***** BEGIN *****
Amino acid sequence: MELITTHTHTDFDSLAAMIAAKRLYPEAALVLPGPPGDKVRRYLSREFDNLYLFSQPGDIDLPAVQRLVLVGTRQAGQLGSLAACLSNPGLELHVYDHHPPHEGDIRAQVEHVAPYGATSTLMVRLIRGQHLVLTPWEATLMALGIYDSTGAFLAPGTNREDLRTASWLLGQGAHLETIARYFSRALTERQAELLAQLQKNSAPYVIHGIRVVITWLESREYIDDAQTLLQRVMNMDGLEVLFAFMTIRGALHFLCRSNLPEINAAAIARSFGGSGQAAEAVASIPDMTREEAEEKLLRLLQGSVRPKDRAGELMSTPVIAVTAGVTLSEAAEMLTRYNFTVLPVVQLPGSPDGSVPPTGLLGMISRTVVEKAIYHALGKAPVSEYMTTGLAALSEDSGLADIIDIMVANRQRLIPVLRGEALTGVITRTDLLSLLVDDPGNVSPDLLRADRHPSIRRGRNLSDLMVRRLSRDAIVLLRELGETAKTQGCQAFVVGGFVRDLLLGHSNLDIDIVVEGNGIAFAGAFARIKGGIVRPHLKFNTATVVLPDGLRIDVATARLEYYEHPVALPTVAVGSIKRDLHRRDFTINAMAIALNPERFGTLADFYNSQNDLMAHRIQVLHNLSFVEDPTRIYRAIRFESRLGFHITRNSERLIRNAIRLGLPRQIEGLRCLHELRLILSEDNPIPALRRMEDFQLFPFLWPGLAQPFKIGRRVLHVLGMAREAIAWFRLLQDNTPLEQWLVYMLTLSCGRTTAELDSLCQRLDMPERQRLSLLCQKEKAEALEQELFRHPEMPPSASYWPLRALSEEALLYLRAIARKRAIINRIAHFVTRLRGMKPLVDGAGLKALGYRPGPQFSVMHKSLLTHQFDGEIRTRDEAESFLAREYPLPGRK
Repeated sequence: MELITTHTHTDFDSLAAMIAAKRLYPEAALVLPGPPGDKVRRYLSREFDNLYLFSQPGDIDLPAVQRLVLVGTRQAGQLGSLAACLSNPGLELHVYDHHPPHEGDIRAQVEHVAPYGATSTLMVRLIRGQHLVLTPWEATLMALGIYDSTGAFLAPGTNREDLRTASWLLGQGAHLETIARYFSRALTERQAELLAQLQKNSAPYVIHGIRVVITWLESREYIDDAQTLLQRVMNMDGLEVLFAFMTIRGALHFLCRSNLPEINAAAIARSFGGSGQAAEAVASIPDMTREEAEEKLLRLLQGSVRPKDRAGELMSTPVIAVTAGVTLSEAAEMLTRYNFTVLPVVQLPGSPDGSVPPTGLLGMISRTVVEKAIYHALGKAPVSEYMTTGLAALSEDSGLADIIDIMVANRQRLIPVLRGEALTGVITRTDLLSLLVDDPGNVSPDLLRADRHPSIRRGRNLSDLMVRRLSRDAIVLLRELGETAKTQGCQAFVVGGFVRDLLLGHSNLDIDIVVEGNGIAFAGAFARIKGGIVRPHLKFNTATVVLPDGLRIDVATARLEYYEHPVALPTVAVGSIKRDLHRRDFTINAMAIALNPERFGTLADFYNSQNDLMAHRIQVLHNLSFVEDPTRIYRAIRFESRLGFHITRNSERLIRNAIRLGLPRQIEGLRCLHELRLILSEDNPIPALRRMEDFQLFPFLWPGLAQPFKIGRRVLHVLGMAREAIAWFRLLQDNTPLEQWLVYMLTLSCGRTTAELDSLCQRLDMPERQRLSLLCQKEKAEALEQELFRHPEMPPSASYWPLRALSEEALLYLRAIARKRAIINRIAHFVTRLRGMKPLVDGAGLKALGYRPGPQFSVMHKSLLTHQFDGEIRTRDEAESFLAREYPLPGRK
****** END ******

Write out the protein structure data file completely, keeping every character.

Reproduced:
Amino acid sequence: MELITTHTHTDFDSLAAMIAAKRLYPEAALVLPGPPGDKVRRYLSREFDNLYLFSQPGDIDLPAVQRLVLVGTRQAGQLGSLAACLSNPGLELHVYDHHPPHEGDIRAQVEHVAPYGATSTLMVRLIRGQHLVLTPWEATLMALGIYDSTGAFLAPGTNREDLRTASWLLGQGAHLETIARYFSRALTERQAELLAQLQKNSAPYVIHGIRVVITWLESREYIDDAQTLLQRVMNMDGLEVLFAFMTIRGALHFLCRSNLPEINAAAIARSFGGSGQAAEAVASIPDMTREEAEEKLLRLLQGSVRPKDRAGELMSTPVIAVTAGVTLSEAAEMLTRYNFTVLPVVQLPGSPDGSVPPTGLLGMISRTVVEKAIYHALGKAPVSEYMTTGLAALSEDSGLADIIDIMVANRQRLIPVLRGEALTGVITRTDLLSLLVDDPGNVSPDLLRADRHPSIRRGRNLSDLMVRRLSRDAIVLLRELGETAKTQGCQAFVVGGFVRDLLLGHSNLDIDIVVEGNGIAFAGAFARIKGGIVRPHLKFNTATVVLPDGLRIDVATARLEYYEHPVALPTVAVGSIKRDLHRRDFTINAMAIALNPERFGTLADFYNSQNDLMAHRIQVLHNLSFVEDPTRIYRAIRFESRLGFHITRNSERLIRNAIRLGLPRQIEGLRCLHELRLILSEDNPIPALRRMEDFQLFPFLWPGLAQPFKIGRRVLHVLGMAREAIAWFRLLQDNTPLEQWLVYMLTLSCGRTTAELDSLCQRLDMPERQRLSLLCQKEKAEALEQELFRHPEMPPSASYWPLRALSEEALLYLRAIARKRAIINRIAHFVTRLRGMKPLVDGAGLKALGYRPGPQFSVMHKSLLTHQFDGEIRTRDEAESFLAREYPLPGRK
Repeated sequence: MELITTHTHTDFDSLAAMIAAKRLYPEAALVLPGPPGDKVRRYLSREFDNLYLFSQPGDIDLPAVQRLVLVGTRQAGQLGSLAACLSNPGLELHVYDHHPPHEGDIRAQVEHVAPYGATSTLMVRLIRGQHLVLTPWEATLMALGIYDSTGAFLAPGTNREDLRTASWLLGQGAHLETIARYFSRALTERQAELLAQLQKNSAPYVIHGIRVVITWLESREYIDDAQTLLQRVMNMDGLEVLFAFMTIRGALHFLCRSNLPEINAAAIARSFGGSGQAAEAVASIPDMTREEAEEKLLRLLQGSVRPKDRAGELMSTPVIAVTAGVTLSEAAEMLTRYNFTVLPVVQLPGSPDGSVPPTGLLGMISRTVVEKAIYHALGKAPVSEYMTTGLAALSEDSGLADIIDIMVANRQRLIPVLRGEALTGVITRTDLLSLLVDDPGNVSPDLLRADRHPSIRRGRNLSDLMVRRLSRDAIVLLRELGETAKTQGCQAFVVGGFVRDLLLGHSNLDIDIVVEGNGIAFAGAFARIKGGIVRPHLKFNTATVVLPDGLRIDVATARLEYYEHPVALPTVAVGSIKRDLHRRDFTINAMAIALNPERFGTLADFYNSQNDLMAHRIQVLHNLSFVEDPTRIYRAIRFESRLGFHITRNSERLIRNAIRLGLPRQIEGLRCLHELRLILSEDNPIPALRRMEDFQLFPFLWPGLAQPFKIGRRVLHVLGMAREAIAWFRLLQDNTPLEQWLVYMLTLSCGRTTAELDSLCQRLDMPERQRLSLLCQKEKAEALEQELFRHPEMPPSASYWPLRALSEEALLYLRAIARKRAIINRIAHFVTRLRGMKPLVDGAGLKALGYRPGPQFSVMHKSLLTHQFDGEIRTRDEAESFLAREYPLPGRK